My Name Is George, And I Am A Media Addict

Jeff Einstein, who co-founded EASI, the nation's first digital advertising agency in 1984, has collected his thoughts about media addiction (many of which were expressed in a series of essays on MediaPost a few years ago) into a book entitled "Put God First: A Pocket Guide to Quality of Life in the Great Age of Excess."

I read it last weekend. In about 30 minutes. If the publisher had pulled out all of the boldfaced headlines and summaries of what I just read and blank pages where I guess I should have taken notes since they say "My Notes" at the top of each page, we're talking about a long essay. Even if, like me, you move your lips when you read, you can breeze through "Put God First" during commercial breaks in about three evenings of prime time. Which I liked, because I'm generally sort of embarrassed to tell people who I only see twice a year that I am still reading the same book as when they asked last time. (Although reading the book while watching TV kind of flies in the face of Jeff's advice, which he immediately gives up in the book's title.)

"Put God First" asserts that because we are essentially addicted to the consumption of media (broadly defined as everything from TV to email to movies to online surfing) that "time and money for all other relationships is compromised. Not only is our relationship with God short-changed in the process, but all of the other important relationships we need for healthy lifestyles and souls are imperiled as well: Our relationships with our children, our spouses, our friends, and our businesses are all offered up on the altar of our addiction to the media."

Although the book offers up a handy tote-sheet to help you understand with unblinking clarity that you (and I) are already addicted to media (spending nearly 12 hours a day on average with it), you won't get a quarter into the book before you start thinking, "Hmm, that sounds a lot like me." And, Jeff is right, the consumption of media generally comes at the expense of other things that we could be doing to make our lives (and those around us) better. That we choose NOT to put aside our media habit is proof of our addiction.

While it might seem like the height of hypocrisy to read a book on the dangers of media consumption, it is nevertheless a thought-provoking bit of writing, with a fairly painless action plan that, if followed, would undoubtedly improve our lives.

OK, Jeff. My name is George and I am a media addict. If I am to redirect my attention to other pursuits, something's got to give. The writer's strike has certainly given positive reinforcement that we can live life without most prime-time series and specials (if you think there is anything special about the Golden Globes in the first place). The holidays were so busy around my house that I haven't gotten to most of the big "tent pole" theatrical films, and somehow I have survived not seeing them. In spite of 12.5 million promos for "Terminator" and "Jumper," I plan to watch neither--just to prove that beating me with a bat is not the best way to get my attention.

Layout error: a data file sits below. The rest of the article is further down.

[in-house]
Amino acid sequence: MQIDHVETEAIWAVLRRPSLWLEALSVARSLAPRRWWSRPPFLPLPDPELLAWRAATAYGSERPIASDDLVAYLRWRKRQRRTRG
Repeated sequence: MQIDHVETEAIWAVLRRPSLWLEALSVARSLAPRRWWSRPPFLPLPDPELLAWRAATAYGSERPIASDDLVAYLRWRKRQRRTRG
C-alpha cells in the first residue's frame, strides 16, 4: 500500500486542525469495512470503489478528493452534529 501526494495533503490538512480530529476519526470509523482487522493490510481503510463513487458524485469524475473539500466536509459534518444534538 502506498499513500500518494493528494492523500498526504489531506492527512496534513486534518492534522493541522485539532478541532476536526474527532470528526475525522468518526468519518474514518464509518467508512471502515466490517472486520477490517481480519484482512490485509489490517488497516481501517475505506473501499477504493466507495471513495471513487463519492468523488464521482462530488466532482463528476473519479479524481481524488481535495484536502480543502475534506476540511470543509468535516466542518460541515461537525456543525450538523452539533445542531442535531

Just about everyone who reads this is getting paid to sit in front of a computer nearly all day long (often actually working between IMs about what happened on Saturday night's round of dates or watching Miss South Carolina explain international relations). While I too get tired of crackberry peekers, I have to acknowledge that most attention to media is mandated by our professional choices.

But to be honest, I'd rather watch "The Wire" and all 32 college bowl games (well, in retrospect, I could have missed Utah/Tulsa in the Bell Helicopter Armed Forces Bowl) and the NFL playoffs and North Carolina basketball than spend more quality time with my kids (or God, for that matter). On a recent vacation trip, while all of the others in the group were tossing shots and singing drunken versions of Crosby Stills & Nash, I read a book. I like going to movies alone, so I don't have to explain to anyone else why I did or didn't like the film (and I don't get any pushback about sitting 10 rows from the front).

While media may put the squeeze on my time to make the world a better place, it is quality time for ME (unless I have to take my kids to see anything aimed remotely at the "teen" market). Now that the power of what, when and where I consume media has shifted away from the big media companies to me, I am happier than ever.

I'm afraid God (and Jeff) will have to wait until I hit bottom.

The story you have just read is an attempt to blend fact and fiction in a manner that provokes thought, and on a good day, merriment. It would be ill-advised to take any of it literally. Take it, rather, with the same humor with which it is intended. Cut and paste or link to it at your own peril.

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